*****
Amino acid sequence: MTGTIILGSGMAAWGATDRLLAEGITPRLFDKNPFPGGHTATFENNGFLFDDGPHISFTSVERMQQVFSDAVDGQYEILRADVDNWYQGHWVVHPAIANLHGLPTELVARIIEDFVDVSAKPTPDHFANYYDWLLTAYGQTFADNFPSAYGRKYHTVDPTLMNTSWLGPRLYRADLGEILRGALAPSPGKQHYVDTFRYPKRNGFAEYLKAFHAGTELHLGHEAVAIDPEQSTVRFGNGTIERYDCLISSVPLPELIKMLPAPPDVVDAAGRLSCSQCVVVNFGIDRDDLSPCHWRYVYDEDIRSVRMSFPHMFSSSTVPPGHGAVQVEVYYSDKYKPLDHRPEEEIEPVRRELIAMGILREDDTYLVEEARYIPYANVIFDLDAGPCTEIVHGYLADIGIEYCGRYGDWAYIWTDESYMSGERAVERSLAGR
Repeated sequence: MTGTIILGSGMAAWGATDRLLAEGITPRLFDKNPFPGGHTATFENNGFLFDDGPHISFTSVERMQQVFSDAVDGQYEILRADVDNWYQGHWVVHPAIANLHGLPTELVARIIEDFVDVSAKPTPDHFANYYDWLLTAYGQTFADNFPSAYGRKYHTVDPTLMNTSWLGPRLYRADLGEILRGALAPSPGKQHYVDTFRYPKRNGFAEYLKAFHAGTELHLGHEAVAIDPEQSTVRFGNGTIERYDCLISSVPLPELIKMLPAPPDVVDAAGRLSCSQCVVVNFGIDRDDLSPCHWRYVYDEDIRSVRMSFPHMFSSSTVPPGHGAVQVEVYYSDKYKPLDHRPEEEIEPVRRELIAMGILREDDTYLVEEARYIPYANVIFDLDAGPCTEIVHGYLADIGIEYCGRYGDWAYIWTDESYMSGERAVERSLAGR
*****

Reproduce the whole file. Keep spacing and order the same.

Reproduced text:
Amino acid sequence: MTGTIILGSGMAAWGATDRLLAEGITPRLFDKNPFPGGHTATFENNGFLFDDGPHISFTSVERMQQVFSDAVDGQYEILRADVDNWYQGHWVVHPAIANLHGLPTELVARIIEDFVDVSAKPTPDHFANYYDWLLTAYGQTFADNFPSAYGRKYHTVDPTLMNTSWLGPRLYRADLGEILRGALAPSPGKQHYVDTFRYPKRNGFAEYLKAFHAGTELHLGHEAVAIDPEQSTVRFGNGTIERYDCLISSVPLPELIKMLPAPPDVVDAAGRLSCSQCVVVNFGIDRDDLSPCHWRYVYDEDIRSVRMSFPHMFSSSTVPPGHGAVQVEVYYSDKYKPLDHRPEEEIEPVRRELIAMGILREDDTYLVEEARYIPYANVIFDLDAGPCTEIVHGYLADIGIEYCGRYGDWAYIWTDESYMSGERAVERSLAGR
Repeated sequence: MTGTIILGSGMAAWGATDRLLAEGITPRLFDKNPFPGGHTATFENNGFLFDDGPHISFTSVERMQQVFSDAVDGQYEILRADVDNWYQGHWVVHPAIANLHGLPTELVARIIEDFVDVSAKPTPDHFANYYDWLLTAYGQTFADNFPSAYGRKYHTVDPTLMNTSWLGPRLYRADLGEILRGALAPSPGKQHYVDTFRYPKRNGFAEYLKAFHAGTELHLGHEAVAIDPEQSTVRFGNGTIERYDCLISSVPLPELIKMLPAPPDVVDAAGRLSCSQCVVVNFGIDRDDLSPCHWRYVYDEDIRSVRMSFPHMFSSSTVPPGHGAVQVEVYYSDKYKPLDHRPEEEIEPVRRELIAMGILREDDTYLVEEARYIPYANVIFDLDAGPCTEIVHGYLADIGIEYCGRYGDWAYIWTDESYMSGERAVERSLAGR